constantly, teaching him  to  read and taking him to  museums.   She
       tried not to be pushy, Mr. Crabtree says, but to open Brian's mind.

       "If there was  an  interest  there,  she  tried  to develop it," Mr.
       Crabtree says.  "It got to where he  was  reading the books ahead of
       her.  We thought at first that he had memorized the  book;  then  we
       realized that he  was  reading.  It got to where he would read her a
       book to put her to sleep at night."

       In a hall of the Crabtree home hangs  a  portrait  of  Brian  as  an
       infant, cuddled in his mother's arms.  There's another  of  a family
       ski trip and  a  photo of Mrs. Crabtree, a former model, posing on a
       wooded path resplendent with fall  colors.   Above  the  computer in
       Brian's bedroom -  next  to  a  poster about helium  -  is  a  color
       Polaroid of his mother.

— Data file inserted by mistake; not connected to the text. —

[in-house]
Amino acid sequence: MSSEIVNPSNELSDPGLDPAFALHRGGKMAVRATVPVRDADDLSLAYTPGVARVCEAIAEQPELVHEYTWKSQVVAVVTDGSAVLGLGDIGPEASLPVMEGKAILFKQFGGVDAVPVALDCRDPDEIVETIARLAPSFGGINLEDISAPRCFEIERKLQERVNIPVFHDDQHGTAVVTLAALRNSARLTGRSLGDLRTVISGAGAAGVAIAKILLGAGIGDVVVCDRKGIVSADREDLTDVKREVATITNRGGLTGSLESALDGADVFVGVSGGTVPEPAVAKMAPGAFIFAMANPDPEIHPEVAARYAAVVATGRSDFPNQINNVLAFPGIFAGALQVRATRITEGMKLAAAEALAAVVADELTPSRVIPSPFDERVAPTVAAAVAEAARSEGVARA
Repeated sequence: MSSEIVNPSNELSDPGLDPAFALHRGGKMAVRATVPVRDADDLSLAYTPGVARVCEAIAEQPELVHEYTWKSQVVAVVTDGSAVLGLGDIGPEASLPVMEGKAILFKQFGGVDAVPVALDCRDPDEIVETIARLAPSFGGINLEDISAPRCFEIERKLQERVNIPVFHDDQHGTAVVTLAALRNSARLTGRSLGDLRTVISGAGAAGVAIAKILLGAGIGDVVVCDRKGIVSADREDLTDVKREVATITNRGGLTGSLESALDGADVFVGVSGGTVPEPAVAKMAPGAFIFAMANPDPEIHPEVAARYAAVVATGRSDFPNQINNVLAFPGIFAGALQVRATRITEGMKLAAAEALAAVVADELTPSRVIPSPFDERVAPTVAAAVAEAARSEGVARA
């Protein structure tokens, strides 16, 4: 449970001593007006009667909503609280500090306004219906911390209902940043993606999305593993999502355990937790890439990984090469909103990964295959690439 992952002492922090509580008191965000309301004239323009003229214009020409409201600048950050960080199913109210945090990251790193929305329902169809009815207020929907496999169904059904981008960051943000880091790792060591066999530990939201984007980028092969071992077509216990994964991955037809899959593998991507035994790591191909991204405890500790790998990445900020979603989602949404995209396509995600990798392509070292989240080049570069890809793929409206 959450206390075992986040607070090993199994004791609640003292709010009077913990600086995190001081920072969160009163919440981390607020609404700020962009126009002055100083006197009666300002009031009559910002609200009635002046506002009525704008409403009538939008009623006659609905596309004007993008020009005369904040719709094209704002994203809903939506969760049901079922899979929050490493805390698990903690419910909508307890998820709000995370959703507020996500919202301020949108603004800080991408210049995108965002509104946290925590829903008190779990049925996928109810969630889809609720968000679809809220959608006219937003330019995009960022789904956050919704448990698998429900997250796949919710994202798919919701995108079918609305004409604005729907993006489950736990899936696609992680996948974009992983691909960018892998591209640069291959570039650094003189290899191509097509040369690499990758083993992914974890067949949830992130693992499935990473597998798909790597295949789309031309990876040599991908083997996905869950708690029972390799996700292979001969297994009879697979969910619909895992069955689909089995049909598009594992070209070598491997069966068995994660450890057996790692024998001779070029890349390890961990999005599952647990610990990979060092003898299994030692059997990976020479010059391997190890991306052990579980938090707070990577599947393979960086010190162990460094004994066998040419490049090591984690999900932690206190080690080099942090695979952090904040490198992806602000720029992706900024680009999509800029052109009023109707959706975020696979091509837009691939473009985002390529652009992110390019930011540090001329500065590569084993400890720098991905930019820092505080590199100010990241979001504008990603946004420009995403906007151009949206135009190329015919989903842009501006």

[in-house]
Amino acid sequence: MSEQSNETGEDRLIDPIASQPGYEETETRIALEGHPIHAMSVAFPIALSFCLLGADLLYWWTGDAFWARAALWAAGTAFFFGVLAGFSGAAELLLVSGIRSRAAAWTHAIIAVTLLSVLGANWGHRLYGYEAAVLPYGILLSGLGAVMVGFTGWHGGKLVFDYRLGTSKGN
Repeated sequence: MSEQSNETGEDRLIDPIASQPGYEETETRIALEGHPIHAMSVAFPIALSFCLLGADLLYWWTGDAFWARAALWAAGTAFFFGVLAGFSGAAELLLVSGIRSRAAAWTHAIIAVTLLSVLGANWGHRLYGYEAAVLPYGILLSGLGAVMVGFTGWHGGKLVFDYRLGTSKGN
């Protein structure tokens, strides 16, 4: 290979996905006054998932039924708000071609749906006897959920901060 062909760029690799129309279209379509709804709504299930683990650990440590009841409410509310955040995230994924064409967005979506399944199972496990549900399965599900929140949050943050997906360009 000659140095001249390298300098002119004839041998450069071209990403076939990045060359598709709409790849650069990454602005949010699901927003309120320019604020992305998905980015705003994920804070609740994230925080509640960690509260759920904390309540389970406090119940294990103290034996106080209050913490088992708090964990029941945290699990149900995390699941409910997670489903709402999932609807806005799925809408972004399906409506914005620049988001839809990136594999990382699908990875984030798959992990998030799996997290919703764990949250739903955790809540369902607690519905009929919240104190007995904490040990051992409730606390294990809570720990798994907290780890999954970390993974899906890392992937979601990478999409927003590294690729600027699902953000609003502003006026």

He keeps her  picture  near him, but rarely talks about her.  He did
       say, though, that his mother was  proud  when  he told her about his
       NASA visit.

       "She thought it was really neat," he says.  "But she forgot about it
       five minutes later  because she wasn't able to remember anything for
       a very long time."

       Mr. Crabtree says that Brian seems  to have adjusted to his mother's
       death, probably because she prepared him for it.  In the three years
       between the diagnosis  of  the  brain  tumor  and  her  death,  Mrs.
       Crabtree talked to  Briand  and  his little sister, Angel, about her
       belief in a better life after death.

       Alice Hansen, who teaches Brian's  life science class at DeSoto East
       Junior High School, says he has done remarkably well  in the wake of
       his mother's death.  Only once has Brian shown the strain.

       "He took one  of  my  tests  and only made a 96 instead of 100," she
       says.  "I knew then that something was wrong."

       Brian's bedroom is  filled with rocket  models  and  photographs  of
       astronauts, including Walt Cunningham.  "To Brian,"  the inscription
       reads, "Study hard and grow up strong."

       There are shelves  of  books,  but not TOM SAWYER or THE HARDY BOYS.
       Instead, the shelves  are crammed  with  volumes  on  physics,  time